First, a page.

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Planners, Developers Should Visit Edisto Island

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On South Carolina's Edisto Island the world is reborn daily.

Morning sun pours a blend of fire and wine across the sky as leaning dunes finish their night's work providing shelter for turtles that hatch and strive for the sea in answer to moonlight's summons. Birds join a great chorus of songs and mad calls amid palms, myrtle and live oaks.

A state park and campground protect this beachfront that would only be reduced by calling it real estate. This is nobody's property.

Rise early and you may walk on sand bearing no other human footprint in view of dolphins arcing out of the surf and seagulls that chase their own cries out of the morning sun. Pelicans perform precise aerial choreography, as assorted critters scuttle across the sand.

A couple hour's worth of brisk pedaling by bike will propel you around this island where you'll see nary an orange highway construction cone, hear nary a power drill, chainsaw, nary a grumble or groan from bulldozers, and view nary a towering high-rise. Rather, you'll meander among shacks and old plantations and diners featuring Gullah cuisine and banter.

It's all by design. Insistent zoning and community resistance to "progress" have preserved the best parts of paradise. That's why Edisto beckons. It's a relief to leave the traffic jams and smog of East Tennessee, another purported paradise transforming itself daily. Each morning presents a new face of decimation and greed. Our landscape's been gouged, scraped, blasted and otherwise deformed over and again for a fast buck.

Few protest. Who can blame farmers for selling out to smooth-talking developers from New York, Florida, Alabama? Still, honest zoning initiatives could make a difference in the face we present to the world and to our inner selves. As Sevier County native Abe Whaley wrote last November in a Newsweek article, "No ridge is too steep, no mountain is too high, no creek too pristine to bulldoze and build on."

We're destroying the best parts of ourselves""Smoky Mountain scenery, diversity of life, ancient trees, the purity of our water, family history--in slapdash development.

You don't have to navigate a river of cars to view the consequences. Visit, Website for a conservation group, for a quick study. There you may see, for instance, "the ugliest subdivision in all of Sevier County... Legacy Mountain," according to the website. "The Alabama Developers scraped the mountain and cleared the trees so they could build 150 cabins. But wait, it doesn't stop there. They just got approval from the Sevier County commission to build a total of 400 cabins for our viewing pleasure." They stand stacked in rows across denuded hills. What kind of legacy is this?

About 15 years ago I wrote a series about Wear's Valley. My editors splashed it all over the front and two inside pages of the Living section. To get those stories I drove along winding roads in the shadow of Cove Mountain and other majestic peaks bordering the park, and asked residents what they saw for the future of Wears Valley. Most scoffed at suggestions rampant development of Pigeon Forge and Gatlinburg would leak into their beautiful valley. And yet".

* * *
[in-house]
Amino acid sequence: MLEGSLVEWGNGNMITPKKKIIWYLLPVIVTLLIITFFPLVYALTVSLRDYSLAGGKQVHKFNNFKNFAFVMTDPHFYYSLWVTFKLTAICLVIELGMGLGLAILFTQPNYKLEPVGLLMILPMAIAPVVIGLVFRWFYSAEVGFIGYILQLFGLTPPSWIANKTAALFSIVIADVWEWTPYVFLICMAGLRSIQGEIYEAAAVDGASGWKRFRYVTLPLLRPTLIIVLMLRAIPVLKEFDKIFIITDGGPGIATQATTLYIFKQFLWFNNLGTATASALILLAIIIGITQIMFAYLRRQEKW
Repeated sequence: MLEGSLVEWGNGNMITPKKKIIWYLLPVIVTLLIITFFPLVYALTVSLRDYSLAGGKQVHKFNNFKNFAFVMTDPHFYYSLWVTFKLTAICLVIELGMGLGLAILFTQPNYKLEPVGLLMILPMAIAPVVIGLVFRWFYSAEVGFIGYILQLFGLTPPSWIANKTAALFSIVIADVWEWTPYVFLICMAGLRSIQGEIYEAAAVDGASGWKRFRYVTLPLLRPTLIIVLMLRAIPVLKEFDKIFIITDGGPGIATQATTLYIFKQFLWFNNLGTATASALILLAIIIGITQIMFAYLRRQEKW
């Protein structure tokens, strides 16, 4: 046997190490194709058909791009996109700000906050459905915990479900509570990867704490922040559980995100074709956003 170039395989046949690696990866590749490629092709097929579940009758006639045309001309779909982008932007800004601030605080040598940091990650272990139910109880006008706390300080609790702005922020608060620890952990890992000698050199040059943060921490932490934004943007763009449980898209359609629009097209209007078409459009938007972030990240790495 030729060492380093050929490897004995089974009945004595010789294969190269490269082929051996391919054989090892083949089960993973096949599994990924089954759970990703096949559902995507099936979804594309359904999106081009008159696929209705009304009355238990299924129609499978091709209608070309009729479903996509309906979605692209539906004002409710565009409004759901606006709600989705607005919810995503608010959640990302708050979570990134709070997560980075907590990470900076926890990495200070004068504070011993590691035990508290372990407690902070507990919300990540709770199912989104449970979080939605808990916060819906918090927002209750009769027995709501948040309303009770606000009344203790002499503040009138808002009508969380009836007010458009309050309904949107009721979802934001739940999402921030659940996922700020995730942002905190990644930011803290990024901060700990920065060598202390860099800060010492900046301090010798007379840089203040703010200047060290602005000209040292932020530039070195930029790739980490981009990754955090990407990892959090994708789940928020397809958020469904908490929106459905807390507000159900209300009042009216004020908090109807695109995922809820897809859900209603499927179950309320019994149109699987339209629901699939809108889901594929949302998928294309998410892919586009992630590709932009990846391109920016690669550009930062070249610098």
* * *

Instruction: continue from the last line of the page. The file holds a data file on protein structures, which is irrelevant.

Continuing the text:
Cove Mountain's Phase 1 development plans include "900 acres with 257 homes, 78 condo units, a restaurant, a clubhouse, and 14 miles of roads, all along a beautiful mountain bordering the Great Smoky Mountains National Park," according to Friends of Wears Valley, a group of about 400 residents, oppose the plans.

"The Planning Commission also has approved a concept plat for Phase I Development on 1,865 acres of Webb Mountain that will include two golf courses, 700 to 900 single-family dwellings, about 300 condo units, a five-star hotel on top of the mountain, and a golf villa," the website declares.

Welcome to the new skyline of East Tennessee. In the Happy Valley region of Blount County, slopes of Chilhowee Mountain likewise are under assault. Here and there citizens fight back. The Democratic Party in Sevier and Blount have mustered slates of candidates opposed to unchecked development, but it could be years before we strike a sane balance.

On Tybee Island, south of Savannah, a historic lighthouse and museum stand guard over undeveloped beachfront properties. My wife and I camped at nearby River's End Campground last week before moving on to Edisto. A local store clerk told us the City of Tybee Island had saved the dense, green campground by voting to buy it from developers who would've bulldozed it all for resort housing. Instead, Tybee Island voted to save this most colorful and openhearted portion of itself, to increase the variety and livability of their community.

Quite a concept.
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Don Williams is a prize-winning columnist, short story writer, freelancer, and the founding editor and publisher of New Millennium Writings, an annual anthology of literary stories, essays and poems. His awards include a National Endowment for the (more...)
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